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Cartridge (weaponry)
A cartridge is a type of firearm ammunition packaging a projectile (bullet, shots or Shotgun slug">slug), a propellant substance (usu
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Smokeless Powder
Smokeless powder is the name given to a number of propellants used in firearms and artillery that produce negligible smoke when fired, unlike the gunpowder or black powder they replaced. The term is unique to the United States and is generally not used in other English-speaking countries, which initially used proprietary names such as "Ballistite" and "Cordite" but gradually shifted to "propellant" as the generic term. The basis of the term smokeless is that the combustion products are mainly gaseous, compared to around 55% solid products (mostly potassium carbonate, potassium sulfate, and potassium sulfide) for black powder. Despite its name, smokeless powder is not completely free of smoke; while there may be little noticeable smoke from small-arms ammunition, smoke from artillery fire can be substantial
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Rim (firearms)
A rim is an external flange that is machined, cast, molded, stamped or pressed around the bottom of a firearms cartridge. Thus, rimmed cartridges are sometimes called "flanged" cartridges. Almost all cartridges feature an extractor or headspacing rim, in spite of the fact that some cartridges are known as "rimless cartridges"
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John Rigby & Company
John Rigby & Company (or John Rigby & Co. (Gunmakers) Ltd) is a gunmaking firm founded by John Rigby in 1775 in Dublin. The company was established by the first John Rigby in Dublin, Ireland, apparently in 1775; his grandson, also John, opened a London branch in 1865; and Dublin operations had ceased by February 1897. The Company is now owned by Lüke & Ortmeier Gruppe, and is based in Vauxhall, central London, under the supervision of Managing Director, Marc Newton. John Rigby & Co. builds rifles based on Mauser barrelled actions, and double rifles based on its Rigby-Bissell 1879 Patent rising-bite action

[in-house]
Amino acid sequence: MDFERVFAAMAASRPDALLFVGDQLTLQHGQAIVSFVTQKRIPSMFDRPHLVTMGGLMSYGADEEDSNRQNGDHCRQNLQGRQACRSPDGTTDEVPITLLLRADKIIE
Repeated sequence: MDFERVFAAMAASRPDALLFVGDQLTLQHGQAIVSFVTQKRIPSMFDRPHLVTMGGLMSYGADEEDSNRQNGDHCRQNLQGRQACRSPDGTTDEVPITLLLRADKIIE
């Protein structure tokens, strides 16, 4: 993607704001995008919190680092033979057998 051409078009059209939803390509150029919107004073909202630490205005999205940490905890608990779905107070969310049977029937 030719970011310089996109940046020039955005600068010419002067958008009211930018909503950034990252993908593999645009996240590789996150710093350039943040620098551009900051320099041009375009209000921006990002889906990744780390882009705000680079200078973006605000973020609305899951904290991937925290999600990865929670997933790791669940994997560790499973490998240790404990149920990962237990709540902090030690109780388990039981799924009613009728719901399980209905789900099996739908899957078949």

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Spain Under The Restoration
The Restoration (Spanish: Restauración), or Bourbon Restoration (Restauración borbónica), is the name given to the period that began on 29 December 1874 — after a coup d'état by Martínez-Campos ended the First Spanish Republic and restored the monarchy under Alfonso XII — and ended on 14 April 1931 with the proclamation of the Second Spanish Republic. After almost a whole century of political instability and many civil wars, the aim of the Restoration was to create a new political system, which ensured stability by the practice of turnismo. This was the deliberate rotation of the Liberal and Conservative parties in the government, so no sector of the bourgeoisie felt isolated, while all other parties were excluded from the system. This was achieved by electoral fraud
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Smokeless Propellant
Smokeless powder is the name given to a number of propellants used in firearms and artillery that produce negligible smoke when fired, unlike the black powder they replaced. The term is unique to the United States and is generally not used in other English-speaking countries, which initially used proprietary names such as "Ballistite" and "Cordite" but gradually shifted to "propellant" as the generic term. The basis of the term smokeless is that the combustion products are mainly gaseous, compared to around 55% solid products (mostly potassium carbonate, potassium sulfate, and potassium sulfide) for black powder. Despite its name, smokeless powder is not completely free of smoke; while there may be little noticeable smoke from small-arms ammunition, smoke from artillery fire can be substantial